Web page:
> name, then the query will end up scanning the entire table
> , and you might as well just use a regular expression.
> If you just want a few matches quickly, then you can
> consider using TOP N instead of fetching all rows.
> Another strategy is to use TOP N with some cut-off point
> like 1000 and say "too many matches" if you get the full
> 1000, which means that there are >= 1000 matches in the
> table.
>
> Those are few things to think about. I can say more if
> any of the above is unclear, or if you were looking for
> something different.
>
> Matthew
>
> <Keith Doty> wrote in message
> > news:48a1d4e4.18f4.1681692777@sybase.com... Matthew,
> > Thanks again for the additional suggestions. One more
> > question ...
> > Do you have any data (percent increase for e.g.) on the
> > additional overhead the NGRAM term breaker approach
> > might take on both the indexing and search side of
> > things? Thanks,
> > Keith
> >
> >> You could create a separate column that stores just the
> >> filename extension, create an index on it (a normal
> index >> rather than a text index), and use that to
> support either >> a col='doc' search or a col like 'doc%'
> search. >>
> >> There's another variation of the trick of using a text
> >> index to find candidate matches and then filtering
> with a >> LIKE, REGEXP, or SIMILAR predicate. You can
> create an >> NGRAM text index on the column, break up the
> wildcard >> pattern, and then search for all the n-grams
> that you >> find. For example, with a 3-gram index, the
> following >> query
> >>
> >> select list( term, ' AND ' ) from
> >> sa_char_terms( '*e?onic*.doc' )
> >>
> >> will ignore the special characters and return 'onic AND
> >> doc'. Then you can search the text index and filter
> out >> the rows that don't match the real pattern:
> >>
> >> select * from t
> >> where contains( c, 'onic AND doc' )
> >> and c like '%e_onic%.doc'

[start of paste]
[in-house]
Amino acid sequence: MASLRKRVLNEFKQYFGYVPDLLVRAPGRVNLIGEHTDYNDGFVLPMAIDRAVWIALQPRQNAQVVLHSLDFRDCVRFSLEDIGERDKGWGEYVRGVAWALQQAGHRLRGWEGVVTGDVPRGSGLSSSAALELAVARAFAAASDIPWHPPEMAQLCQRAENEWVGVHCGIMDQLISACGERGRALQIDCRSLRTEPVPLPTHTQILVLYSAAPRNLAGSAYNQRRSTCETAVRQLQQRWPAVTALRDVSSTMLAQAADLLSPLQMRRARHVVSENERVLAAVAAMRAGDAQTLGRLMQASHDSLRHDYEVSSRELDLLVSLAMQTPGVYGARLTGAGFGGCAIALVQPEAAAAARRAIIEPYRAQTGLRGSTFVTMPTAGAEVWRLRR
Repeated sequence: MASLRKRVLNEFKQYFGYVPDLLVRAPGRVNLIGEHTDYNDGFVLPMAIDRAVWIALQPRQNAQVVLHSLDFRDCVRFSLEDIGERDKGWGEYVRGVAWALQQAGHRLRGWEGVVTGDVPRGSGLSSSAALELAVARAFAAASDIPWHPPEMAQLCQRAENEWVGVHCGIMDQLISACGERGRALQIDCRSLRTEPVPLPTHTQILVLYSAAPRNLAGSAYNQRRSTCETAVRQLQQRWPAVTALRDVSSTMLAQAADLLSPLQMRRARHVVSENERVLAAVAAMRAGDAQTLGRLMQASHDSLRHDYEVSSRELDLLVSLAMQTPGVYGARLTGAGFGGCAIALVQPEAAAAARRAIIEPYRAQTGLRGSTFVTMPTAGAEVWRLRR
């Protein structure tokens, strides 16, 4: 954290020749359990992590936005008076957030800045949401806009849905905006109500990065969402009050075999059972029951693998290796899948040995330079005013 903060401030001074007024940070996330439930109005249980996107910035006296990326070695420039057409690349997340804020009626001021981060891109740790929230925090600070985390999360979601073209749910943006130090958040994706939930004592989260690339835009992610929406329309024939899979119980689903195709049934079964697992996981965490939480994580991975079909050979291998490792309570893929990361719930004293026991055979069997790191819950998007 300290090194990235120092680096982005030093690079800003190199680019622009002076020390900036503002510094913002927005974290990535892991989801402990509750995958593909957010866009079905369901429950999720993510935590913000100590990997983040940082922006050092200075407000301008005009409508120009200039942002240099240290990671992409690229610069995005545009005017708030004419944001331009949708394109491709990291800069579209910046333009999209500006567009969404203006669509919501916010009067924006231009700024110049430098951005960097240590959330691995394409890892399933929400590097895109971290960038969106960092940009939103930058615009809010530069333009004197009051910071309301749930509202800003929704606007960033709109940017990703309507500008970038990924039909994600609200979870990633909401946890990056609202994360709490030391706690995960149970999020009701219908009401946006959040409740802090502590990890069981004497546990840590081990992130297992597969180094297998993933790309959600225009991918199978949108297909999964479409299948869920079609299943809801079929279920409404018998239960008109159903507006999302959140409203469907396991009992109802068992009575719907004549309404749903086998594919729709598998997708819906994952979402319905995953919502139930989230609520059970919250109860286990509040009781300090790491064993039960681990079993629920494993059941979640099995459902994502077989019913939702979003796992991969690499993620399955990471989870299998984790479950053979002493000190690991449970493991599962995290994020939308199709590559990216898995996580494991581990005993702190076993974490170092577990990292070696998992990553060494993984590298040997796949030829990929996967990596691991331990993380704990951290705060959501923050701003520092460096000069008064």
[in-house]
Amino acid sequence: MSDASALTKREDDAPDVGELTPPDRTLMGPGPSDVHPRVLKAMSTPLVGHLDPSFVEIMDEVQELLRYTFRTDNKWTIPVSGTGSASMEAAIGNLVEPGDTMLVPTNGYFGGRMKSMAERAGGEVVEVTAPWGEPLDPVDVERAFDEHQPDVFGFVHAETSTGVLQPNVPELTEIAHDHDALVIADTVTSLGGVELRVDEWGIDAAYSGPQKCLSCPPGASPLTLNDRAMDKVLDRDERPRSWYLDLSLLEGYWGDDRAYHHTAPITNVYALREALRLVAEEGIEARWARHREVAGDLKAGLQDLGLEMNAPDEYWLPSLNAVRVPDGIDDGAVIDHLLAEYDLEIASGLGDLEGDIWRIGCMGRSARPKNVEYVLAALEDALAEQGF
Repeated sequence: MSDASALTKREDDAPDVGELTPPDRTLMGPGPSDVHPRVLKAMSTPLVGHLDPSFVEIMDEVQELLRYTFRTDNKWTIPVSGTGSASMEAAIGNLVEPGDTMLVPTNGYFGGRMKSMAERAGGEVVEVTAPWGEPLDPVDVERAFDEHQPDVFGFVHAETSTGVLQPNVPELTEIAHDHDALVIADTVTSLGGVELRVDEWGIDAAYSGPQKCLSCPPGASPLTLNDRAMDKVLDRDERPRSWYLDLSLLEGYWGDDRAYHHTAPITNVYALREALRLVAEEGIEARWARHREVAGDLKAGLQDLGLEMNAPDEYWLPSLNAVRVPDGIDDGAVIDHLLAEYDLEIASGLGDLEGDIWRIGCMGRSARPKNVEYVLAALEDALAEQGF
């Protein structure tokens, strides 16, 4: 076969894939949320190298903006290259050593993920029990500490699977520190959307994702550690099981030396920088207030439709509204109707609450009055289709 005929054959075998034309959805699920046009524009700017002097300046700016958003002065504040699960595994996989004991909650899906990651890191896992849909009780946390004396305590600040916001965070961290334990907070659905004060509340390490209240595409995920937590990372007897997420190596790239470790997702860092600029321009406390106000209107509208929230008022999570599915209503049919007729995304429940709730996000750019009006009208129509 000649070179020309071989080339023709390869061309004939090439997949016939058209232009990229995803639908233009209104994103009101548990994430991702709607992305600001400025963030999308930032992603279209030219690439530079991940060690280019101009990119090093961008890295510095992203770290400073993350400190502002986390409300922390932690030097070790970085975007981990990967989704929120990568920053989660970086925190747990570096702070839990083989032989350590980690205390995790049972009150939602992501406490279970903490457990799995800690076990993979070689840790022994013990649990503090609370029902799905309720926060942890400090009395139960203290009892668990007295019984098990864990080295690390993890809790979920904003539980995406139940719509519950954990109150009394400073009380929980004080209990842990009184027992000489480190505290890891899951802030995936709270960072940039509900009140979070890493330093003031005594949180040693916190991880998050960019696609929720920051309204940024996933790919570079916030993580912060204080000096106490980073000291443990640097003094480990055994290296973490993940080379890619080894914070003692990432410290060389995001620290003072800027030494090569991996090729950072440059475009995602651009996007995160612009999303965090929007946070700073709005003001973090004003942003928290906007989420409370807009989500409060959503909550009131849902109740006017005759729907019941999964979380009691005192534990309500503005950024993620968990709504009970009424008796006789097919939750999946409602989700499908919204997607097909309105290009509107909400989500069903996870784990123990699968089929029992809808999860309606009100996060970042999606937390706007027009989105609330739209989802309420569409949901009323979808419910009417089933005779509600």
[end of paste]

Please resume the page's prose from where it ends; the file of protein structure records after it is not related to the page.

> >>
> >> Note that with the a 3-gram index, the 'onic' term is
> >> internally converted to a phrase so that the query is
> >> effectively ' "oni nic" AND doc '.
> >>
> >> One limitation of this is that you have to choose an N
> >> (which was 3 in the above example). A pattern then
> needs >> to include a substring of at least N
> alphanumeric >> characters or the text index can't be used
> to filter >> anything.
> >>
> >> Matthew
> >>
> >>
> >> <Keith Doty (Symantec)> wrote in message
> >> news:48a1a4f3.a3b.1681692777@sybase.com...
> >> > Matthew,
> >> > Thanks for your response. The use case we have is
> >> > searching file paths, so postfix wildcarding (find
> all >> > Word Doc files - *.doc) would be the first
> priority, but >> > full wildcard support (wildcard
> anywhere in the pattern) >> > would be desirable as well.
> >> > Thanks again for your quick response.
> >> > Keith
> >> >
> >> >> Prefix patterns are already supported. For example:
> >> >>
> >> >> select * from t
> >> >> where contains( c, 'doc*' )
> >> >>
> >> >> More general patterns are only supported with
> regular >> >> expressions or LIKE predicates that can't
> directly use >> a >> text index. One way to support more
> complex pattern >> >> matching with a text index is to
> construct a text query >> >> from another query on the
> text index vocabulary. For >> >> example:
> >> >>
> >> >> select list(term, ' or ' )
> >> >> from sa_text_index_vocab(
> >> >> index_name, tab_name, user_name)
> >> >> where term like '%e_onic%'
> >> >>
> >> >> It's also possible use a text query to return
> candidate >> >> results and filter them further with an
> additional >> >> predicate. For example:
> >> >>
> >> >> select * from t
> >> >> where contains( c, 'doc*' )
> >> >> and c like '%.doc%'
> >> >>
> >> >> There aren't specific plans for adding more powerful
> >> >> pattern matching against text indexes. However,
> it's >> >> certainly possible. Can you give any more
> details >> about >> what you're looking for?
> >> >>
> >> >> Matthew
> >> >>
> >> >> <Keith Doty> wrote in message
> >> >> > news:48a070f3.6104.1681692777@sybase.com... Are
> there >> >> > any plans for full wildcard full text search
> , i.e., >> >> prefix, postfix and within, e.g., *e?onic*
> or *.doc? >> >>
> >> >>
> >>
> >>
>
>